A piece is considered solid brass if the material is pure brass … it can be a heavy cast candlestick, the hollow arms of a chandelier, or a sheet of brass encasing a steel post as found in many vintage beds. Solid brass will always polish to its original beauty, although an old lacquer may need to be removed first. Brass plated items are usually made of steel or white metal (zinc) to which the brass has been applied via electroplating. Even though lacquer is usually applied to protect the plating, brass plating is exceedingly thin and will deteriorate over a period of time. Brass plated pieces can sometimes be polished successfully (once the lacquer is carefully removed), but if the plating is deteriorated the piece will probably need to be replated.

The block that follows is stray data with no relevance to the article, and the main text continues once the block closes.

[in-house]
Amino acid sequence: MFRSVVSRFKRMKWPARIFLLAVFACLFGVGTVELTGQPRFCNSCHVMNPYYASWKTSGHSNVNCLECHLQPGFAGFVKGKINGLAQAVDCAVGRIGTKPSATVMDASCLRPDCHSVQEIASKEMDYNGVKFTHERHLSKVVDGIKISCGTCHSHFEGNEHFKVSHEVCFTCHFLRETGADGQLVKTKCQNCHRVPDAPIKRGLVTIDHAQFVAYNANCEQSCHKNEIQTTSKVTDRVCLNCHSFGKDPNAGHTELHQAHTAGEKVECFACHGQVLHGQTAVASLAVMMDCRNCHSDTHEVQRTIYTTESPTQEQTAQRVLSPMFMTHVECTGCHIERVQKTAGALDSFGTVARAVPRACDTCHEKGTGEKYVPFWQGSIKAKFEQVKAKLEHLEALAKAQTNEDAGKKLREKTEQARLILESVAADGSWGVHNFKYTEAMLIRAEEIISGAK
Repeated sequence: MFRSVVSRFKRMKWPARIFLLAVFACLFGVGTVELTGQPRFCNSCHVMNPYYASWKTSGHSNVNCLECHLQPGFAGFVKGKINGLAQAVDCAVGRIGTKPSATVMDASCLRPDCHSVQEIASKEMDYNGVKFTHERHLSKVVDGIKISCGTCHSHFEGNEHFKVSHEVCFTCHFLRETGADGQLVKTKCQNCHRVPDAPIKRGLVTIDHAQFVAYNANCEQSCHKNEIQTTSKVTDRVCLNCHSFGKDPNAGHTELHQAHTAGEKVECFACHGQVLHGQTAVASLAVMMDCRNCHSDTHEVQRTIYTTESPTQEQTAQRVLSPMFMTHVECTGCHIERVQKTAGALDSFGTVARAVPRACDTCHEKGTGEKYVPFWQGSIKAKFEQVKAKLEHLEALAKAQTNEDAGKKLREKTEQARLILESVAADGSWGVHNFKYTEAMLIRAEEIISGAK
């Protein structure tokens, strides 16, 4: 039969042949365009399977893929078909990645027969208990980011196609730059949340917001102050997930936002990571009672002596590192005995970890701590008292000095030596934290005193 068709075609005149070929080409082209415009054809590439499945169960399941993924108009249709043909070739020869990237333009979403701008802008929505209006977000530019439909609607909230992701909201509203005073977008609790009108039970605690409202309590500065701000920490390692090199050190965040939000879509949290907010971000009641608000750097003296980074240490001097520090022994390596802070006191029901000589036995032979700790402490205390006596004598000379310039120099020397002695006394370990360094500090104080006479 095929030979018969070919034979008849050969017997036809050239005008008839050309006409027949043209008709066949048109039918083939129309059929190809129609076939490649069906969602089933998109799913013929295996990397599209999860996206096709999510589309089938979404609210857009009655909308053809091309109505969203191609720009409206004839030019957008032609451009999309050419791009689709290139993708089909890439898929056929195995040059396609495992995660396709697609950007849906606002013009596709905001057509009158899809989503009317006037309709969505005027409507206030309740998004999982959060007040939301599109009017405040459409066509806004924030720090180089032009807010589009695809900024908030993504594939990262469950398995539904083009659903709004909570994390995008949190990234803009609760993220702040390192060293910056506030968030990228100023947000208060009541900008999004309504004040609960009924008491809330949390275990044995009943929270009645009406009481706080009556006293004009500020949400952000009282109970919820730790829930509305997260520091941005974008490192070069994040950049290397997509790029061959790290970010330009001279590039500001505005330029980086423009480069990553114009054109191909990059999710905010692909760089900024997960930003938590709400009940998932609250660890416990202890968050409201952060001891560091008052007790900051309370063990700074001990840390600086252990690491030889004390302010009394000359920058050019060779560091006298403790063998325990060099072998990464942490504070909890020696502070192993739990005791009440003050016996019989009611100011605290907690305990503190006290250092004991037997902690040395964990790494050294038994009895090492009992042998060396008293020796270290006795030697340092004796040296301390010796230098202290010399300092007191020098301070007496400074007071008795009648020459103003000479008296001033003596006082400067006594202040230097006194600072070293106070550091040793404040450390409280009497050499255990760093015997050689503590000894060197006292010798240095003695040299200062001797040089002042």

The first way to test an item is with a fairly strong magnet and many times, a refrigerator magnet will do. Solid brass is not magnetic. If the magnet sticks, the item is likely steel or cast iron, with a brass plating. If the magnet does not stick, you can test further by scratching a hidden area with a sharp tool. If you see a shiny yellow scratch, the item is likely solid brass. If you see a silvery scratch, your piece is likely white metal (zinc). Iron, steel, and white metal can all be replated, in which case a lacquer is always applied to protect the plating.